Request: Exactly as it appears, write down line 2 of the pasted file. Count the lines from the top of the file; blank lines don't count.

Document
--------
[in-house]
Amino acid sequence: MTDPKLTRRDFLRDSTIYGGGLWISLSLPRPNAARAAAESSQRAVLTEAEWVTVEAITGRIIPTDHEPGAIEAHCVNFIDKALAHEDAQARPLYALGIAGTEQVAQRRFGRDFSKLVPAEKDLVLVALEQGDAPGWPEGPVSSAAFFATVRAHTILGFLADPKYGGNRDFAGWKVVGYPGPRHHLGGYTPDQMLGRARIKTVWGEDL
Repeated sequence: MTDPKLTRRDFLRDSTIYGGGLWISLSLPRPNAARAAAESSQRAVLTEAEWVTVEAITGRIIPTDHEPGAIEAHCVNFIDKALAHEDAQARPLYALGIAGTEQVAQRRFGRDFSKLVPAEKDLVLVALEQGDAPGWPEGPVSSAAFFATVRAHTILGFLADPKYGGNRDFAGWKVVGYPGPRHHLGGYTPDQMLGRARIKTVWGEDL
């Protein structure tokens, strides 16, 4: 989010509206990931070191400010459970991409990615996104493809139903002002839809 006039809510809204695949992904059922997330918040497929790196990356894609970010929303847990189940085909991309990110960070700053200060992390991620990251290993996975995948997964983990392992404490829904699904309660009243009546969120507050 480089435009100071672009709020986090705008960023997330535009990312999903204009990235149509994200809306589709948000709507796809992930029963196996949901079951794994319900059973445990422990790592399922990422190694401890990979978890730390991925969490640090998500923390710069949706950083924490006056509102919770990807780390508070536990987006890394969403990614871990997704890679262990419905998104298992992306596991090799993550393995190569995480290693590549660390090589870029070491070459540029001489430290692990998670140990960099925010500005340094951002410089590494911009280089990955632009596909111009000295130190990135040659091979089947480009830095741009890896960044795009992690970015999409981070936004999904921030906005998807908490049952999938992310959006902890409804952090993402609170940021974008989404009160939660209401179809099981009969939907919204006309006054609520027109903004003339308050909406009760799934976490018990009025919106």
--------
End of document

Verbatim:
Amino acid sequence: MTDPKLTRRDFLRDSTIYGGGLWISLSLPRPNAARAAAESSQRAVLTEAEWVTVEAITGRIIPTDHEPGAIEAHCVNFIDKALAHEDAQARPLYALGIAGTEQVAQRRFGRDFSKLVPAEKDLVLVALEQGDAPGWPEGPVSSAAFFATVRAHTILGFLADPKYGGNRDFAGWKVVGYPGPRHHLGGYTPDQMLGRARIKTVWGEDL